March 14, 2017

Top Ten Tuesday: Spring 2017 Reads

On Friday, I listed a few spring releases I'm looking forward to, but here's ten more!

1. Triple Threat by Gwenda Bond


3. First Class Murder by Robin Stevens

4. The Upside of Unrequited by Becky Albertalli

5. The Crown's Fate by Evelyn Skye


7. When Dimple Met Rishi by Sandhya Menon

8. Geekerella by Ashley Poston

9. The Wonder of Us by Kim Culbertson

10. That Thing We Call a Heart by Sheba Karim

I'm also really looking forward to the Word Cloud Classic editions releasing in mid-April: Northanger Abbey, Mansfield Park, and Shakespeare's Sonnets, but I figured those didn't count since they've technically existed for hundreds of years - just not with the new lovely covers.

What spring releases are you highly anticipating?

March 13, 2017

The Chapter Sampler Test Part 5

Here's part five in the series, and the sequel to the post from a few weeks ago. Seven books this time, and five of them are middle grade. I added a ton from a potential Newbery list to my TBR last fall, and since none of them won the Newbery, I think they might be on the chopping block. But these samplers will help me decide.

The beginning was not auspicious in the slightest. It didn't even feature the main character mentioned in the synopsis on Goodreads. I culled this one.
The Blazing Star by Imani Josey
Definitely still interested. I like the protagonist's voice and the narration is good so far.

Paper Wishes by Lois Sepahban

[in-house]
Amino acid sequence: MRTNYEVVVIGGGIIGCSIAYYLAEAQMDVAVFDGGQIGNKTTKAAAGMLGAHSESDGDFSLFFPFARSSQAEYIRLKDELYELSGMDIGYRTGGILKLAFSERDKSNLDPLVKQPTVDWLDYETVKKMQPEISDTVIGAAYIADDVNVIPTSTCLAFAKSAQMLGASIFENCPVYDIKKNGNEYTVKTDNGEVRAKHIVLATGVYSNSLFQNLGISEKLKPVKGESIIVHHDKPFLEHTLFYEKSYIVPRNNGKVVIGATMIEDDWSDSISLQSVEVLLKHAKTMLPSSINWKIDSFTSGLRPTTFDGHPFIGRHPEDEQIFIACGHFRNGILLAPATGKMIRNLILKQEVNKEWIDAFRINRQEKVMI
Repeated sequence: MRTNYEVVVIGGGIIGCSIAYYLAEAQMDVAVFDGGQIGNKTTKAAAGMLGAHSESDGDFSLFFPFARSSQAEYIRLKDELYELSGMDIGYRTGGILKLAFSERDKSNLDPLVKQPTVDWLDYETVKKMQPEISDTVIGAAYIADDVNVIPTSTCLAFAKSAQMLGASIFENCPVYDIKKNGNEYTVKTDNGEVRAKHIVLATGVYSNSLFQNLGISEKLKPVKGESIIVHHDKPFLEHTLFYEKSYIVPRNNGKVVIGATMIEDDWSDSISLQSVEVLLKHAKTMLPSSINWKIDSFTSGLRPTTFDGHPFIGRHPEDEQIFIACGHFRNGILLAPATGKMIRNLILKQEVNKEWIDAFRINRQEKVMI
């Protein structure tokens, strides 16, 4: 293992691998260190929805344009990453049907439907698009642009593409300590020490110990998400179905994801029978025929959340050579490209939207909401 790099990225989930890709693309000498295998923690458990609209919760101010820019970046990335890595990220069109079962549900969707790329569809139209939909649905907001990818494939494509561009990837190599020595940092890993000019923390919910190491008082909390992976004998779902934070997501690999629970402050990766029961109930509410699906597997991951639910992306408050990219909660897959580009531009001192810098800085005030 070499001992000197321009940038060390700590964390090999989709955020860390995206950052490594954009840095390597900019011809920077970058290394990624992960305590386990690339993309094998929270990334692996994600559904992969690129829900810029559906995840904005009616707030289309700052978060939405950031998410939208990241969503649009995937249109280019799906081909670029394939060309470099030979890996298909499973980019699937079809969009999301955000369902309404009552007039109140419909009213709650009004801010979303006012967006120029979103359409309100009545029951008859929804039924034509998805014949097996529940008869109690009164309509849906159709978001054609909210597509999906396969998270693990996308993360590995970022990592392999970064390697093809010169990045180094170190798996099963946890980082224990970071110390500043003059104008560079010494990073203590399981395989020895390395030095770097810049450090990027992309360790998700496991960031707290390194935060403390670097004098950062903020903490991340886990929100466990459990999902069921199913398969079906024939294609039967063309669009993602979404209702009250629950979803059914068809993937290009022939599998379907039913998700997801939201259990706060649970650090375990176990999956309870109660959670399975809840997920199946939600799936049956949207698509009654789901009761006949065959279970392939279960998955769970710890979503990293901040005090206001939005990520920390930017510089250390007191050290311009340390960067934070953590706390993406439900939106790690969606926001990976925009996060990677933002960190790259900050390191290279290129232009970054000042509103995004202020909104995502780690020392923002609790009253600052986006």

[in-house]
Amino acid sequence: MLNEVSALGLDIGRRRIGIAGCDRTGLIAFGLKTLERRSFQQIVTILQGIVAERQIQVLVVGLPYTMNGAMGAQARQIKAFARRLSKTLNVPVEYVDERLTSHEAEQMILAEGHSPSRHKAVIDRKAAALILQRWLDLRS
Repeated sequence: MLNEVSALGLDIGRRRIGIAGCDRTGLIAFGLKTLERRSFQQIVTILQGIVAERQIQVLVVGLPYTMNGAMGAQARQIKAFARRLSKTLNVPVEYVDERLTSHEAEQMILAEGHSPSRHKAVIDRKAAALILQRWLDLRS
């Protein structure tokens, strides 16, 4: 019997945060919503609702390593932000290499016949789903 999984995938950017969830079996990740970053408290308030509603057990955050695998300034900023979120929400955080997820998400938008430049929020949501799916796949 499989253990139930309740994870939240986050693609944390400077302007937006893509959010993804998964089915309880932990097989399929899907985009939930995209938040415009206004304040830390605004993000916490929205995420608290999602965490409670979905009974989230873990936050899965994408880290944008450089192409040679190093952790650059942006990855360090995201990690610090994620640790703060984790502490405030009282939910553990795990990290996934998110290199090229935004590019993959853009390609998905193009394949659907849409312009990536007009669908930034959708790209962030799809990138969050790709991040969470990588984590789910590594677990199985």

As important as this story is, I couldn't connect with the narrator's voice.
This is one of the MGs I thought looked interesting from the Newbery list, but the sampler isn't that appealing.

The Left-Handed Fate by Kate Milford
Wasn't feeling it.
Wish by Barbara O'Connor
Strong voice, interesting main character. It's staying.
Fever 1793 by Laurie Halse Anderson
The tone is a bit too straightforward and narrator-y to me, if that makes sense.

Well. I'm just cutting books left and right. At least my TBR list is looking a little shorter.

March 12, 2017

Rewind & Review #81

~I caught a bad cold or the flu right before spring break, which totally ruined all the plans I had. :(
~I didn't get to go to the NoVA Teen Book Fest, like I had been planning to, but the bookstore got my books signed for me and Ibi Zoboi and Jessica Spotswood even made get better videos for me.
~I was feeling a bit better by last night so my mom and I went to see Cinderella! The tour came through Richmond this weekend, and it was really good. The actress playing Ella wasn't as good as Laura Osnes, but I loved Marie, Gabrielle, Topher, Lord Pinkleton, and Jean-Michel.

Books I Received for Review
Song of the Current by Sarah Tolcser (from Bloomsbury)
We Come Apart by Sarah Crossan and Brian Conaghan (from Bloomsbury)
Geekerella by Ashley Poston (from Quirk Books via NetGalley)

Books I Won/Traded for/was Gifted
Outrun the Moon by Stacey Lee (traded with Stephanie)
The Anatomical Shape of a Heart by Jenn Bennett (traded with Raisa)
Les Miserables by Victor Hugo (gifted by my mom)

Books I Bought
Rebel of the Sands by Alwyn Hamilton
Traitor to the Throne by Alwyn Hamilton
The Ship Beyond Time by Heidi Heilig

Books I Read
A Crown of Wishes by Roshani Chokshi
Letters to the Lost by Brigid Kemmerer
Definitions of Indefinable Things by Whitney Taylor (DNF)
Girl Out of Water by Laura Silverman
The Ship Beyond Time by Heidi Heilig (4 stars)
Crazy Messy Beautiful by Carrie Arcos (2.5 stars)
Noteworthy by Riley Redgate
Things We Know by Heart by Jessi Kirby (reread)
Harry Potter and the Sorcerer's Stone by J.K. Rowling (reread)
You in Five Acts by Una LaMarche (3 stars)
Heist Society by Ally Carter (reread)
The Incredible Adventures of Cinnamon Girl by Melissa Keil (3 stars)